Remember the Tissues

Football movies (and TV shows) will make you cry. It’s physics.

Gabrielle Costa

January 29, 2014 | Sweat | February 2014

There’s a certain swelling of the heart that is specific to football movies. It’s a reaction exclusive to seeing teammates bonding and miraculous, last-minute touchdowns. I have a doctorate in football movies so I can tell you that this phenomenon is caused by a release of happy chemicals (it’s a technical term) in the brain, which build up throughout the movie as a result of watching teenage boys throw footballs. Or maybe they’re caused by the gruff, secretly cares-too-much coach yelling at his team because he knows it will motivate them and make them stronger. Some things are meant to remain a mystery.

No one can deny that they cry during Remember the Titans every single time. It’s a law of physics. Trust me, ask your dad. He’ll probably wax poetic about Denzel Washington and start tearing up.  But why do football movies and crying seem to go hand in hand? Why do football movies have the ability to not only break our hearts, but out of the ashes build them over again, stronger than before? Is it written into our DNA as Americans, along with a desire to protect eagles and a constant craving for apple pie? If so, then why don’t baseball movies tend to have the same effect? (Sure, they’re great, but Tom Hanks was right. There really isn’t any crying in baseball… movies.)


I hate to be one of those people who claim that technology, for all its infinite, glorious benefits, has ruined human interaction – and I’m not going to be. But in this world where we can connect with others and still be physically alone, maybe being part of something bigger than ourselves fills a void we never knew we had. Football games can’t be won by a single player; even the star player on the team can’t score a single touchdown alone.  Football, more than any other sport, is reliant on trust, teamwork, and perseverance, which make victory all the more sweet. As the great motivational speaker Landry Clarke once said, “We’re a lot stronger together than we’re ever gonna be alone.” (Hint: That’s your cue to start crying, because, you know, LANDRY.)

When Tami Taylor told Coach that he was “a molder of men” two things happened: a) I cried like a motherfucking Kardashian, and b) I realized that football wasn’t about the game itself, but about the people playing it. Friday Night Lights is not the only place where this holds true. It’s a guaranteed theme of any football movie you can find, from Remember the Titans to The Blind Side. It’s a universally relatable experience – taking one’s inner life and personal attributes and funneling them into a more constructive skill – that can lead to personal triumph, or in the case of these movies, a winning game, a college scholarship, and even a career.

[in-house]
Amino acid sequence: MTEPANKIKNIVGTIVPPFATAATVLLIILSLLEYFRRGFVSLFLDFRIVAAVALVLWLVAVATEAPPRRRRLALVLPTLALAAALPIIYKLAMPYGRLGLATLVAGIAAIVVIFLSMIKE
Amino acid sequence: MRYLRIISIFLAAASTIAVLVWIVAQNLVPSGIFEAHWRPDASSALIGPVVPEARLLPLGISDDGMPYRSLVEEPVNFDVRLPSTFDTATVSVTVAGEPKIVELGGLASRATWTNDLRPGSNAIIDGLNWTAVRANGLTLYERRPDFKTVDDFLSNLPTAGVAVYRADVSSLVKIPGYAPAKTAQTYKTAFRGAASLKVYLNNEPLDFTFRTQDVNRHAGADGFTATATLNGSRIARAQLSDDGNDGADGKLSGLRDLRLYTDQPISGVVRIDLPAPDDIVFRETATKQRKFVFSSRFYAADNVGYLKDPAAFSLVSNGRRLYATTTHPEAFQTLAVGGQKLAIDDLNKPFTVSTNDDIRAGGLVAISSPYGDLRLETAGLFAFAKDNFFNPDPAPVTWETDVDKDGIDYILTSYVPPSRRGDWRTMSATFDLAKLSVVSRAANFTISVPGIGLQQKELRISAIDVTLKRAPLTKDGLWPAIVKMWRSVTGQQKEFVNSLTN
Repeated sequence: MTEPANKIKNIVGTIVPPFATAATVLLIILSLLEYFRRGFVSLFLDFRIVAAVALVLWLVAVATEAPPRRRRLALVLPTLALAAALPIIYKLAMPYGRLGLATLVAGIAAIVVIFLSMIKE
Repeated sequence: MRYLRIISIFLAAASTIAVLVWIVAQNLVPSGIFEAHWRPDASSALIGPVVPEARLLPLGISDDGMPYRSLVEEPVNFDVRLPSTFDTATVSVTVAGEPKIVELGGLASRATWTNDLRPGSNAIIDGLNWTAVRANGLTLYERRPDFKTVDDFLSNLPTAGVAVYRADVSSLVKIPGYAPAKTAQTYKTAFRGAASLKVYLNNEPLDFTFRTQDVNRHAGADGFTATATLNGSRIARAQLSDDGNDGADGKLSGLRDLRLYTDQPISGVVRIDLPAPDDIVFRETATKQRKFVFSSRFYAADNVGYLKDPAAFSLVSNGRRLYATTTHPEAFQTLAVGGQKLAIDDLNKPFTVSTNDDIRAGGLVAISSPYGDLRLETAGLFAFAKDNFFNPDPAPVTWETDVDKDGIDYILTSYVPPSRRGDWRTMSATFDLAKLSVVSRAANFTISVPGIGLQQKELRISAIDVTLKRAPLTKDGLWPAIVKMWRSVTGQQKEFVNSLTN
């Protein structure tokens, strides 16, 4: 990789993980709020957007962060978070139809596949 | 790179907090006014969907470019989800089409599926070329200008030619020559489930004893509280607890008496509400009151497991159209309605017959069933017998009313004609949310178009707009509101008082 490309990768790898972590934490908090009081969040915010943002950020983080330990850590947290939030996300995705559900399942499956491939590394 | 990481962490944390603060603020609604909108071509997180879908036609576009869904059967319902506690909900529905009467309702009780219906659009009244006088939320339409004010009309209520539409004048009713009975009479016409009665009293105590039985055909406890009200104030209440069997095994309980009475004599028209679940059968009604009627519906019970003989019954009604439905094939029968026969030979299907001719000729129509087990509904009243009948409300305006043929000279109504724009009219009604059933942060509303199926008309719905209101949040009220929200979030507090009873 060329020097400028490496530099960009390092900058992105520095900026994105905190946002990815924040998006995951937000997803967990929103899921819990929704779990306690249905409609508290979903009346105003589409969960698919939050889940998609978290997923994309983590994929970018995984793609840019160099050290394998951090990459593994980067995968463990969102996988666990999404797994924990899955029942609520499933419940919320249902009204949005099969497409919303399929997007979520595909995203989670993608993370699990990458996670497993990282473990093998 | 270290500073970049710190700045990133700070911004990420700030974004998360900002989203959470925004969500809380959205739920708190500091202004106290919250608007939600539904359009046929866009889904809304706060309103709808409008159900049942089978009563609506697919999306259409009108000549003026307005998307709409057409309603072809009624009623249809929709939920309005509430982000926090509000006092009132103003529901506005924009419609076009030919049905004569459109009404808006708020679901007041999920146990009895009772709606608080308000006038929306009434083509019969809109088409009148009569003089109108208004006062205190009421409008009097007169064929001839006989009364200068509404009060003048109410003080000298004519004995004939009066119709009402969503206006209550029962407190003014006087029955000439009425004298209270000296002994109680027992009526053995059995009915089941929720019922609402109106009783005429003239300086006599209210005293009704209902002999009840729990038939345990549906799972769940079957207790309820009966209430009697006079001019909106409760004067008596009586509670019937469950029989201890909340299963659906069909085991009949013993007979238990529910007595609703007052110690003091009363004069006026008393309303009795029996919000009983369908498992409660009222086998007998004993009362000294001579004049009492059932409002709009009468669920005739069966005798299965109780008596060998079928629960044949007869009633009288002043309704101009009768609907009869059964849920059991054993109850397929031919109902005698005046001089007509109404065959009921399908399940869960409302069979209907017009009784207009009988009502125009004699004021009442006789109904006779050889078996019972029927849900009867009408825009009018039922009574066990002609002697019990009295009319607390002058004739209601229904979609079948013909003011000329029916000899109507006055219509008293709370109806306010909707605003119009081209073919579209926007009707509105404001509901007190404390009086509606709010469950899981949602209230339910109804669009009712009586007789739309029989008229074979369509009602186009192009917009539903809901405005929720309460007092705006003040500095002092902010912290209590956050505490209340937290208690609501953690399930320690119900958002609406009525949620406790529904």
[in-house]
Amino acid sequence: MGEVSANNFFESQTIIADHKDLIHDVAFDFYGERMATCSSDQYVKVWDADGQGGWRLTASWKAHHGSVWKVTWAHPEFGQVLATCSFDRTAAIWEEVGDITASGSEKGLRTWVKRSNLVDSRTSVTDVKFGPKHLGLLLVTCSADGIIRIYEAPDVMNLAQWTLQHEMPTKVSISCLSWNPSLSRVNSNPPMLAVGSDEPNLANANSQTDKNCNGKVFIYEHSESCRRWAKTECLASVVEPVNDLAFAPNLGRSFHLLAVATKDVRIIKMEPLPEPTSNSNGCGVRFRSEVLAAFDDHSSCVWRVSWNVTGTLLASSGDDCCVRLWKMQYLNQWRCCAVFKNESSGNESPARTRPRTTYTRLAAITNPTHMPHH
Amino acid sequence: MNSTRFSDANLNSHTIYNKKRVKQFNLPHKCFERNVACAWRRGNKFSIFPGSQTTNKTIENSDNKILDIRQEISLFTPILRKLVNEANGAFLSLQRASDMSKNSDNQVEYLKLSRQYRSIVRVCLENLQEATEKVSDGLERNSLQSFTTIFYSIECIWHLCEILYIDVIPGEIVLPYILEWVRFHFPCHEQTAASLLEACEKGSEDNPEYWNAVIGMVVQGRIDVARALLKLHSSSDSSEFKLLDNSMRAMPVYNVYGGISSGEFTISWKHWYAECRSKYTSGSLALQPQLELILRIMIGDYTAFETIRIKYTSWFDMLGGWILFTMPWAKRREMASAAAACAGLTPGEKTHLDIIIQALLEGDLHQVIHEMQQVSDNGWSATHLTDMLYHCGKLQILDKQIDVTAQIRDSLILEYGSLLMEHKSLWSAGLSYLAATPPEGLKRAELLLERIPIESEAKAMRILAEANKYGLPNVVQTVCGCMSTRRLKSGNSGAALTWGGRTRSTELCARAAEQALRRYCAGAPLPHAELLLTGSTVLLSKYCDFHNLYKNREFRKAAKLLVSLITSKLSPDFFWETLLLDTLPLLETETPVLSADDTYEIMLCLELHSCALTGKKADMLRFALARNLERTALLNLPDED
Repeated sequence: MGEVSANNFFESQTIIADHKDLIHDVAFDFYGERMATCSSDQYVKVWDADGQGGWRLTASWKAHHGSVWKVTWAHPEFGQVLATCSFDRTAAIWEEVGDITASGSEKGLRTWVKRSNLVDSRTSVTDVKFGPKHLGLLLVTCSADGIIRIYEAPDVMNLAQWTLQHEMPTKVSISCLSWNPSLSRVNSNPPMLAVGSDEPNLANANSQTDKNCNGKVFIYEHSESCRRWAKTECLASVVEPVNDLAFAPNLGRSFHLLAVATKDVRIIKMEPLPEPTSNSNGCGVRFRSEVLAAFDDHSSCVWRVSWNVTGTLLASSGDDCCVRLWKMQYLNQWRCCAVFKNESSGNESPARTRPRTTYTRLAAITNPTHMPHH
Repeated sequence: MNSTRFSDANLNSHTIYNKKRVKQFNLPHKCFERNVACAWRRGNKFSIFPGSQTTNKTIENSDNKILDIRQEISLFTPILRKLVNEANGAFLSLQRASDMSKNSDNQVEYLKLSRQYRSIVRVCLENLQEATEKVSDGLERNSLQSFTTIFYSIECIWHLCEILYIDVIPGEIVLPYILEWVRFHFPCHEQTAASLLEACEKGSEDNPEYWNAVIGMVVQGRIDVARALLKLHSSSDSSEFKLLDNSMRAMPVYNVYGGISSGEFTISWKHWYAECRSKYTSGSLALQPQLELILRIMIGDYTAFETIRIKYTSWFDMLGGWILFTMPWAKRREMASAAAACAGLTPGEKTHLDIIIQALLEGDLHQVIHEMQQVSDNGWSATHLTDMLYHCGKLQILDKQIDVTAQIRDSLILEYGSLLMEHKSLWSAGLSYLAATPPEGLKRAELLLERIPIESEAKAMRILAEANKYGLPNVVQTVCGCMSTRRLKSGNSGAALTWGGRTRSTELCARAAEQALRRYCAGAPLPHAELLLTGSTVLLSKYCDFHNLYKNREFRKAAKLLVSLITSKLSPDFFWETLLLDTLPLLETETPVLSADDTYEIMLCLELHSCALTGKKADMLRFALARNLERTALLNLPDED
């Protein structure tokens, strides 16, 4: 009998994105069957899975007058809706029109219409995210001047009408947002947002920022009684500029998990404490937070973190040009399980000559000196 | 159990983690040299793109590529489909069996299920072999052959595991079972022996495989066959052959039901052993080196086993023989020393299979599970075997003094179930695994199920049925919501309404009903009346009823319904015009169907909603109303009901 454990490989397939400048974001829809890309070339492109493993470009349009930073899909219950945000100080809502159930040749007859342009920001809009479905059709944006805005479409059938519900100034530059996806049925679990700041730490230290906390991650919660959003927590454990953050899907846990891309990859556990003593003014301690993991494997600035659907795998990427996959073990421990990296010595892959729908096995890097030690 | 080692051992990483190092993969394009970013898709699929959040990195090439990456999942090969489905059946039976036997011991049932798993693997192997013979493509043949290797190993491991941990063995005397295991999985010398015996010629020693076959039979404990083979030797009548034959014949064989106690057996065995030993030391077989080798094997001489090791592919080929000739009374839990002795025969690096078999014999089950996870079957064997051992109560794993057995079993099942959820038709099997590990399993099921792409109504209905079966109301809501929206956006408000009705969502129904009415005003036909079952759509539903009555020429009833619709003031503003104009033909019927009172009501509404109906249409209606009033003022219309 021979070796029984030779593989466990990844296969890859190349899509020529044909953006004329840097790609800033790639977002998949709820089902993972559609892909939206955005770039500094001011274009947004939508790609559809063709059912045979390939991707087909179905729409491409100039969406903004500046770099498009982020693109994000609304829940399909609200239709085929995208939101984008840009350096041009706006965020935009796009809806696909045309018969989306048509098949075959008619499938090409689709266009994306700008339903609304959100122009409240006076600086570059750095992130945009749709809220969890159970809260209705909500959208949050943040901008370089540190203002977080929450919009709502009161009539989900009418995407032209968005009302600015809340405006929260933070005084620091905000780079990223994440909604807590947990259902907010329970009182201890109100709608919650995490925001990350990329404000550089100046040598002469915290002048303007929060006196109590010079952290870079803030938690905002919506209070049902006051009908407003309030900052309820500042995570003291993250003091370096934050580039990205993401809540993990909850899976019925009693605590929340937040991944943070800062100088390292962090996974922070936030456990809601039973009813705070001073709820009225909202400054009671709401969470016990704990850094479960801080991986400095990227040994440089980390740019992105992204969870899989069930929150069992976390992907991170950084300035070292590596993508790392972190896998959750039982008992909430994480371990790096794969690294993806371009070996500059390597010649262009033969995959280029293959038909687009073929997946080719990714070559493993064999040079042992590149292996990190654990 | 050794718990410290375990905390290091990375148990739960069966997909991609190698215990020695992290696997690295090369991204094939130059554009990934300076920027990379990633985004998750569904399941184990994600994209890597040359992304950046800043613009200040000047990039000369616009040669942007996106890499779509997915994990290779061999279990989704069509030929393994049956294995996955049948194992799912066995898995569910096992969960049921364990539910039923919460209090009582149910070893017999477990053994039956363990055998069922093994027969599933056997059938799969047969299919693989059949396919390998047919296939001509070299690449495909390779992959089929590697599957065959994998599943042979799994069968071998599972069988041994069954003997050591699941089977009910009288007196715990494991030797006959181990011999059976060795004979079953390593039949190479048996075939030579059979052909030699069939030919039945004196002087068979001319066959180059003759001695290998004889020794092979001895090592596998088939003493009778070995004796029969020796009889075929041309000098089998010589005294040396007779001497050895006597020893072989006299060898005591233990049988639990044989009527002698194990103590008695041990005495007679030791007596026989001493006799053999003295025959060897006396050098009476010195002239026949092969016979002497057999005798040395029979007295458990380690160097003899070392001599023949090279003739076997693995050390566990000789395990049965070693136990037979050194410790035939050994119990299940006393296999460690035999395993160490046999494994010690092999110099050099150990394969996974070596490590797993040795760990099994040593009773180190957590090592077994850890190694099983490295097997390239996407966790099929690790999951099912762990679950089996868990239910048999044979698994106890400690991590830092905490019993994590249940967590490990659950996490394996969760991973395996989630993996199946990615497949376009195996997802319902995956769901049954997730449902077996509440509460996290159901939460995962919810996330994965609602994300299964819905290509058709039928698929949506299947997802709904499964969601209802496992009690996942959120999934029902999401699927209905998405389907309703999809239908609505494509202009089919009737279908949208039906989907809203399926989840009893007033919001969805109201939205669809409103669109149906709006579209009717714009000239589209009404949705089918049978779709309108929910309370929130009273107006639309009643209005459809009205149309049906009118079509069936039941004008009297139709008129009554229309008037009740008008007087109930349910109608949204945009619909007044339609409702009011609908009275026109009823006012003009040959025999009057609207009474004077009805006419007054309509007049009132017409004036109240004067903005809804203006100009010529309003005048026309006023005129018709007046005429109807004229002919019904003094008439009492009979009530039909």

There’s nothing more satisfying than being introduced to a character with all potential and no prospects, a character who has completely given in to whatever hand they’ve been dealt, and then watching them turn their life around and change their entire way of thinking through football.

It’s not because playing football magically makes your life better because it makes you popular or can lead to a career; it’s a goal to achieve, a set of skills to be mastered, a discipline to be followed.

Football, at least according to the movies, is about heart. Sure, developing the skills is important – there’s actually a reason football coaches force players to run up and down bleachers – but at the end of the movie, if those kids don’t believe in themselves and each other and put their hearts into it, they’re not going to win. And for us kiddies watching at home, it only feels fair that we put our hearts into it as well. Because as that final pass is soaring through the air for a last minute, saving grace touchdown, if your eyes aren’t glued to the ball, if your hopes aren’t pinned to the pigskin, then who cares if they score? Who cares if the team that has formed in front of you over the past 90 minutes (or 20 episodes) wins? Who cares about this movie? Why are you watching it? Who invited you?

It’s not a myth but a fact – football movies will make you cry. They’ll touch your heart in places you didn’t know you had, and you know, I’m not going to lie, it might get a little creepy. But it’s football and Real Southern Values (probably) and boys with nice arms (definitely), so make yourself a bowl of chili and get to it.

Gabrielle Costa

Gabrielle attends the University of Chicago, where she studies Character Development (for real). She hates the phrase “guilty pleasure,” but loves “chick flick.” Her dream is to tell stories about the people she isn’t and to never grow out of her 90s teen angst phase (which she entered relatively late, at the age of 18). She can be found tweeting on one of six Twitter accounts at any given time.

1 Comment

  1. Taylor

    February 3, 2014

    Leave a Reply

    I’m not crying. There’s just a tornado in my eye.

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